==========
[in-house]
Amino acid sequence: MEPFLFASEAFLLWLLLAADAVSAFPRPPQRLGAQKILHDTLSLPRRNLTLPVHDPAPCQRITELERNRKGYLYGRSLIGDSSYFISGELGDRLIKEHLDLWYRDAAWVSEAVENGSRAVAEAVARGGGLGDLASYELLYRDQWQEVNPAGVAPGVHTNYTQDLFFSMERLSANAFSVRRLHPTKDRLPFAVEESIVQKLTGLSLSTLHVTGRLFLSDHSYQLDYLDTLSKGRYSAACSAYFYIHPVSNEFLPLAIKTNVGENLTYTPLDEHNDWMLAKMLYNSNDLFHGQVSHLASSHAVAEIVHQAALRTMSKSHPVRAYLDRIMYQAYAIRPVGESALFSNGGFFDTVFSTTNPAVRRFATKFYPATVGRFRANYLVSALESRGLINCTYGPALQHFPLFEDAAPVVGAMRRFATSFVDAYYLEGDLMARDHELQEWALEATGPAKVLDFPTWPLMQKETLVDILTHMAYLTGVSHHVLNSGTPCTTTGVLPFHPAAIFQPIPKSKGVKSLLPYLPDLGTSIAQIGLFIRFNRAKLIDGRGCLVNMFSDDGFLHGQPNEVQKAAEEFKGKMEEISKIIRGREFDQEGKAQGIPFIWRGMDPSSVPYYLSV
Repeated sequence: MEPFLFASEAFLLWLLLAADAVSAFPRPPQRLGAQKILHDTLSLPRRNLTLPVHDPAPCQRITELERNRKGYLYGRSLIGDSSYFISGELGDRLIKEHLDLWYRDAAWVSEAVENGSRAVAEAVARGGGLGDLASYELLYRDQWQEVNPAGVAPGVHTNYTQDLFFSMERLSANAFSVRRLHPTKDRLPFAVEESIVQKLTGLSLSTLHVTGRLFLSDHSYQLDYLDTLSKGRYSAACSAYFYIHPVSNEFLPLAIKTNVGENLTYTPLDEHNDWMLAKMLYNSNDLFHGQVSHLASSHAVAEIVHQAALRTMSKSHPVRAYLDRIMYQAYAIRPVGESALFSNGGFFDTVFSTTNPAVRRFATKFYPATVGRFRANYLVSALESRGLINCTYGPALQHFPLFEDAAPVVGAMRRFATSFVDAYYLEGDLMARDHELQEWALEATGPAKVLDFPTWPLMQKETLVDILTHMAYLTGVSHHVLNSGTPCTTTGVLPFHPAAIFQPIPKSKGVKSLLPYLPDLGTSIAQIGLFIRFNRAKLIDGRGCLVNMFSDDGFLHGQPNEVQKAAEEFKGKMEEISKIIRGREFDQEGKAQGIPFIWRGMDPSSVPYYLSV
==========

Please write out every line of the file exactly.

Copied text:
[in-house]
Amino acid sequence: MEPFLFASEAFLLWLLLAADAVSAFPRPPQRLGAQKILHDTLSLPRRNLTLPVHDPAPCQRITELERNRKGYLYGRSLIGDSSYFISGELGDRLIKEHLDLWYRDAAWVSEAVENGSRAVAEAVARGGGLGDLASYELLYRDQWQEVNPAGVAPGVHTNYTQDLFFSMERLSANAFSVRRLHPTKDRLPFAVEESIVQKLTGLSLSTLHVTGRLFLSDHSYQLDYLDTLSKGRYSAACSAYFYIHPVSNEFLPLAIKTNVGENLTYTPLDEHNDWMLAKMLYNSNDLFHGQVSHLASSHAVAEIVHQAALRTMSKSHPVRAYLDRIMYQAYAIRPVGESALFSNGGFFDTVFSTTNPAVRRFATKFYPATVGRFRANYLVSALESRGLINCTYGPALQHFPLFEDAAPVVGAMRRFATSFVDAYYLEGDLMARDHELQEWALEATGPAKVLDFPTWPLMQKETLVDILTHMAYLTGVSHHVLNSGTPCTTTGVLPFHPAAIFQPIPKSKGVKSLLPYLPDLGTSIAQIGLFIRFNRAKLIDGRGCLVNMFSDDGFLHGQPNEVQKAAEEFKGKMEEISKIIRGREFDQEGKAQGIPFIWRGMDPSSVPYYLSV
Repeated sequence: MEPFLFASEAFLLWLLLAADAVSAFPRPPQRLGAQKILHDTLSLPRRNLTLPVHDPAPCQRITELERNRKGYLYGRSLIGDSSYFISGELGDRLIKEHLDLWYRDAAWVSEAVENGSRAVAEAVARGGGLGDLASYELLYRDQWQEVNPAGVAPGVHTNYTQDLFFSMERLSANAFSVRRLHPTKDRLPFAVEESIVQKLTGLSLSTLHVTGRLFLSDHSYQLDYLDTLSKGRYSAACSAYFYIHPVSNEFLPLAIKTNVGENLTYTPLDEHNDWMLAKMLYNSNDLFHGQVSHLASSHAVAEIVHQAALRTMSKSHPVRAYLDRIMYQAYAIRPVGESALFSNGGFFDTVFSTTNPAVRRFATKFYPATVGRFRANYLVSALESRGLINCTYGPALQHFPLFEDAAPVVGAMRRFATSFVDAYYLEGDLMARDHELQEWALEATGPAKVLDFPTWPLMQKETLVDILTHMAYLTGVSHHVLNSGTPCTTTGVLPFHPAAIFQPIPKSKGVKSLLPYLPDLGTSIAQIGLFIRFNRAKLIDGRGCLVNMFSDDGFLHGQPNEVQKAAEEFKGKMEEISKIIRGREFDQEGKAQGIPFIWRGMDPSSVPYYLSV